Posts Tagged With: horse
Gift Certificates from Firefly Farm make excellent presents for any holiday.
Send us a check for the desired lessons/camp/party, and a gift certificate will promptly be sent to the address of your choice. A small note of “Do not open until Christmas” can be written on the outside of the envelope.
Lessons–set of 4 one-hour lessons –$100
One-hour long lesson–$30
Camp–certificate for any amount toward camp for the next summer (maximum of $200)
Pony Ride–a five minute pony rides is $5
Please support our small business.
The world was covered with ice, and nature’s glass steadily broke apart everything it touched. Our silent guardians, the trees, appeared Leprosy-riddled. Their limbs quivered and fell as they stood helpless against the assault. Ribbon-wire fences swayed and drooped; their burden a glittering, crystal swag.
The horses were irritable–their playground too icy to frolic upon. Their excitement was reduced to running in the indoor arena. My charges, grateful for time to buck and nip without falling on their noses, took full advantage and were reluctant to exit the barn once inside.
We retained heat and electricity for the duration of the ice storm, and never lost it in the ensuing days–a fact, for which, I’m still grateful.
The stable is back to normal for the horses. The kids are frolicking once more in their pastures. For us, cleanup has just begun.
(As a side note, the cleanup will commence once the cold snap is finished. Until then, I’ll play with ponies in the indoor arena.)
The bay mare shivers, sighs, and then braces herself; shaking silver raindrops from her gleaming body. She stands sentinel at the wooden fence, observing the other mares. She lowers her head and snuffles, then raises it as she hears a distant whinny. Her pacing resumes. She cares little for the other mare in her pasture, wanting to belong, but refusing to submit to their dominance.
Honey watches from the shelter of an open run-in stall, munching contentedly on hay that was meant for both horses. She doesn’t attempt contact with the other mare, nor does she shy from it.
Honey (my shy palomino) and Hart (the new bay mare) are perfectly matched to become best friends. Hart is dominant and Honey is extremely submissive around new horses. However, that’s not the way Hart wants to live her life. Instead, she wants to be
Phoenix, the very large and in-charge Canadian Horse. The horse who is considered Beta to Melody’s Alpha.
Hart whinnies and nickers and cries to be let into the pasture with Phoenix. When I relent and put them out together, Phoenix kicks little Hart’s tushie. Like kick-her-and-then-run-after-her-until-she’s -100-feet-away tushie kicking.
Hart and Honey are in a bonding-time-out in the wooden pasture today. I have two run-in stalls open, both with hay inside.
Meanwhile, Honey reaps the rewards of being chill. She munches, licks her lips, and in her own little pony way, smiles.
Sniff, snort, prance, pull, flip out.
I endured this dance five times yesterday morning. Five Times. I understand I’m crazy, but the things that scare ponies are eyeroll worthy.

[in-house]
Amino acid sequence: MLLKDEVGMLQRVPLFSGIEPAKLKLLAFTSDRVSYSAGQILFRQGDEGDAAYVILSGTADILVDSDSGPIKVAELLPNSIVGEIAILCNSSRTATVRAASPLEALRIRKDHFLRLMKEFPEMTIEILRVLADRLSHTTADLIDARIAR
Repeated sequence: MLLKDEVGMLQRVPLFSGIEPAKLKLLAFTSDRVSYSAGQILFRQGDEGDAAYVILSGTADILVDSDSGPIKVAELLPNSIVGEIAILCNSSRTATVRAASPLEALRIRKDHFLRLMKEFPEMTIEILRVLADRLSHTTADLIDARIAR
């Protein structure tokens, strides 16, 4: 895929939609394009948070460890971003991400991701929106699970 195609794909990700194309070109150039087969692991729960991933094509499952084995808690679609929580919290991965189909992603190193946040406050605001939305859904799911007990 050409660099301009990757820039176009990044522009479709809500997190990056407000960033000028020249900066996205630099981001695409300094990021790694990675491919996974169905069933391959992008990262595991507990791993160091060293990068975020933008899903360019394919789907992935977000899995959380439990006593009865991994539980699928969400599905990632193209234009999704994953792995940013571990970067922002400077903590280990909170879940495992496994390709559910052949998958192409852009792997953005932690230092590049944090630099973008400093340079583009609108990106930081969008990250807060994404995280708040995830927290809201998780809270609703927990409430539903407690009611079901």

I knew the husband’s generosity at allowing Lucy the Chicken to live indoors in our bathtub would wear off. So what if she had 3 broken bones and the Vet said she had a slim-to-none chance of making it? That was, like, months ago. Ancient History. These are the times that try men’s souls–or rather, now is the time that men tire of a chicken-poo scented bathroom.
Therefore, I considered my options.
Could I push Lucy out in the world cold-chicken? Naw. Instead, I dragged my friend Sherin to the local Family Farm and Home, enticing her with visions of flannel-lined jeans. Together we scoured the aisles for something–anything–that I could use for Lucy.
“Do you have a chicken house suitable for a little lame bantam?” I asked my friend Nellie. “Maybe a house and chicken yard attached?”
“Sure, got one right here.” Quick as a monkey, she scurried up the crossbeams and onto the tippy top of the chicken aisle. As I mentally quaked for her safety, she yelled for another associate to help her yank the monstrosity off the highest shelf. Not only did they have to dissassemble it, they still couldn’t fit most of it into my car.
“Get more horsepower,” my friend Art grunted.
“Talk to my husband,” I said. “I’ve been trying for years. At least I got a horse farm.”
“Ok, well, I’ll deliver it to you myself. I’ll be drivin’ a red truck. Don’t shoot me when I come over.”
I promised him I wouldn’t, and he graciously offered to bring it himself.
Once Art arrived, he unloaded the Chicken McMansion.
I nodded. He shook his head, commencing construction.
Quick as a duck landing on a pond, Art put the Chicken Mc Mansion on the market for a new owner. Once I explained that Lucy currently lived in the bathtub up at my house, the poor man raised his eyebrows, shook his head yet again, and left.
(I think he wanted to run from the crazy animal lady before the insanity rubbed off.)
Lucy instantly took to her new digs, laying an egg within an hour of entering her new home. She’s completely at ease in the Chicken McMansion and attached yard.
If only the horses could relax in the same way. Every time they walk past, it’s “new.” Sniff, snort, prance, pull, flip out. It never gets old. They have to pass the McMansion to go into the RAMM Fence pasture, and every time it’s an adventure.
However, if the horses relaxed the same way Lucy did, I’d make millions. Who wouldn’t love to know a horse who lays eggs?
A baby sits at a table.
She reaches toward a crayon, grasping it in her chubby fist.
“Color on the paper, honey,” Mom says.